It could be a reason. Of course it was not the matter for the informers who would pay their money. According to some sources that idea was generated by Nemtsov (btw his name is popular in the Western papers) - the leader of so-called "liberals", "fighter for the Human Rights", "young reformator", big friend of Chubais (another famous person deserving a separate topic) and so on but actually the same strong Putinist as other Russian "liberal politicians" - who once gave his "juridical consultation" where suggested to initiate a case against Luzhkov. But I'm not sure that it was the main reason. Anyway the authorities have many methods to force the victims to initiate the "right" case. It's hard to say what was the strongest.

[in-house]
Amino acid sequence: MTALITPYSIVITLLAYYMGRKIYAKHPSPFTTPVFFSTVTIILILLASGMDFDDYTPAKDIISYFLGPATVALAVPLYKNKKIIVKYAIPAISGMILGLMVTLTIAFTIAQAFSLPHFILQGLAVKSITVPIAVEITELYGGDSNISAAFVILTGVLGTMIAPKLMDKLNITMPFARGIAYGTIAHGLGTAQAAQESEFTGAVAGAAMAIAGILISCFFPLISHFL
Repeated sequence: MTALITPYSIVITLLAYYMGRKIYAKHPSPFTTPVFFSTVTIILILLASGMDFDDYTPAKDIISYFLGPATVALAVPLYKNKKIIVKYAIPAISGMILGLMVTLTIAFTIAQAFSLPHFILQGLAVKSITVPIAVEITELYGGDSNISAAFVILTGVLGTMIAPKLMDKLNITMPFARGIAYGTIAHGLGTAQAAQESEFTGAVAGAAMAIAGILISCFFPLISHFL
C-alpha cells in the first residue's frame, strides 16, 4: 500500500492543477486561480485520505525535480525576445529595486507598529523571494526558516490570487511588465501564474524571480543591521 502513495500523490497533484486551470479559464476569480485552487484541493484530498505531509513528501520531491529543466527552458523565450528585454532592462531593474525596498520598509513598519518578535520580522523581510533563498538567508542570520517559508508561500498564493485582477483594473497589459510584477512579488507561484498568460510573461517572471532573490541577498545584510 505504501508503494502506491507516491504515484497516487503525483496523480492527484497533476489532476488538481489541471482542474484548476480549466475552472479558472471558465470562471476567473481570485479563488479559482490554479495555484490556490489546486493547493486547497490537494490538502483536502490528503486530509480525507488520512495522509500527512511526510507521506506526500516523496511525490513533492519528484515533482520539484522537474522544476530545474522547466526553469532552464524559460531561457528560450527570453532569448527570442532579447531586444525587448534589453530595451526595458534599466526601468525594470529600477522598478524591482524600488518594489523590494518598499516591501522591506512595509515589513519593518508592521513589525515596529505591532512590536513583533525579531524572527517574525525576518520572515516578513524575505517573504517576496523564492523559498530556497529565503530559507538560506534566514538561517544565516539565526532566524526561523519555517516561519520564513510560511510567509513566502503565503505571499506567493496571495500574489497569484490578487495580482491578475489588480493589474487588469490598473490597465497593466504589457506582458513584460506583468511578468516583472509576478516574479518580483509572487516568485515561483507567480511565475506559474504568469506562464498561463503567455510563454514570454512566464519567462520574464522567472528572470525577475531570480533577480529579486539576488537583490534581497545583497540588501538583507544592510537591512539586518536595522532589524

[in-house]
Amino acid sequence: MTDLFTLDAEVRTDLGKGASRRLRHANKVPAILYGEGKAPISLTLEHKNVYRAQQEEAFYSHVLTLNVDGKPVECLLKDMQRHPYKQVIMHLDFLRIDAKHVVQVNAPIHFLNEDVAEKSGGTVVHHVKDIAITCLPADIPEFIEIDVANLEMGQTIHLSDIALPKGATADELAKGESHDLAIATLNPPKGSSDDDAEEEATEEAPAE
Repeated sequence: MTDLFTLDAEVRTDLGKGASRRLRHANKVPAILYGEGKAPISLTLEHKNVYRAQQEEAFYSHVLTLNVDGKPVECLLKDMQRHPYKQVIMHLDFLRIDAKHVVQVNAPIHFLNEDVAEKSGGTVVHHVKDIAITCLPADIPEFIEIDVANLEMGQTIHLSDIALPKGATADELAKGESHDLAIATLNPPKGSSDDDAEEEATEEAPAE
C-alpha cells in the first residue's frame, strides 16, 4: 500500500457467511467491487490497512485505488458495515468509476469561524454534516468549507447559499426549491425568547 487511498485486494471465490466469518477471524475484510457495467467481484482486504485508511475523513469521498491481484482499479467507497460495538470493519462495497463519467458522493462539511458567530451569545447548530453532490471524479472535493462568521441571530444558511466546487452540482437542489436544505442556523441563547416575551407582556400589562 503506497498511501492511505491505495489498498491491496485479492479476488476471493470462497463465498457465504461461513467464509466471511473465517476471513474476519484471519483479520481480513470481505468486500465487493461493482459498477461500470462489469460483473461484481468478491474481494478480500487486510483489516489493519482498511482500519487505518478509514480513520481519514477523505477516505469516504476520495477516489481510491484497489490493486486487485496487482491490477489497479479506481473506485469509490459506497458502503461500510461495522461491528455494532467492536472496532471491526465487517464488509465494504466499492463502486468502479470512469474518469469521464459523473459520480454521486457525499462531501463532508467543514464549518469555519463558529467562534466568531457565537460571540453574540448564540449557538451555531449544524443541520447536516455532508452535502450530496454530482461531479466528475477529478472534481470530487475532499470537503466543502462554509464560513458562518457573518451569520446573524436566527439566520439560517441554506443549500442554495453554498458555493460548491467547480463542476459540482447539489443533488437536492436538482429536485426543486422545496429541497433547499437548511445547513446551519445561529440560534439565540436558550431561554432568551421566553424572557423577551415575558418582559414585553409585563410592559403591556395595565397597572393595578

>Do people still believe the media, now that even stations like NTV have been silenced or coopted?